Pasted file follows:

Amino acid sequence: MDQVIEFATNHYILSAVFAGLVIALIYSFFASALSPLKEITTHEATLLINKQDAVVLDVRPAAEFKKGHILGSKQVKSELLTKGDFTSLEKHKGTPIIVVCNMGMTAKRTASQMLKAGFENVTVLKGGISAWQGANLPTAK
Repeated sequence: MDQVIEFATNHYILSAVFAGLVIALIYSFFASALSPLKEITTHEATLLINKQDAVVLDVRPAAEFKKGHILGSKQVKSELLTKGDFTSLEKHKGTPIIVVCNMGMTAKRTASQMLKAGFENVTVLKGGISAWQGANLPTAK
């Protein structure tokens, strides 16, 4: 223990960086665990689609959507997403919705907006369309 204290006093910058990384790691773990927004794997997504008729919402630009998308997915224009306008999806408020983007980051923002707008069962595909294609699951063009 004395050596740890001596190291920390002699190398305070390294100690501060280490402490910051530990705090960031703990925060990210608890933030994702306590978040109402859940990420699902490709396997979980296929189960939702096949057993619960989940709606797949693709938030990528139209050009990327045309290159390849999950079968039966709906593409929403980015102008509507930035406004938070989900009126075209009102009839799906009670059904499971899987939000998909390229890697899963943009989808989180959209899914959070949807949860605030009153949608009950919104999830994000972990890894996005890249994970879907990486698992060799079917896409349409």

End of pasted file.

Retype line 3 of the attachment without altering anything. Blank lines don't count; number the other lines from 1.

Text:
């Protein structure tokens, strides 16, 4: 223990960086665990689609959507997403919705907006369309 204290006093910058990384790691773990927004794997997504008729919402630009998308997915224009306008999806408020983007980051923002707008069962595909294609699951063009 004395050596740890001596190291920390002699190398305070390294100690501060280490402490910051530990705090960031703990925060990210608890933030994702306590978040109402859940990420699902490709396997979980296929189960939702096949057993619960989940709606797949693709938030990528139209050009990327045309290159390849999950079968039966709906593409929403980015102008509507930035406004938070989900009126075209009102009839799906009670059904499971899987939000998909390229890697899963943009989808989180959209899914959070949807949860605030009153949608009950919104999830994000972990890894996005890249994970879907990486698992060799079917896409349409």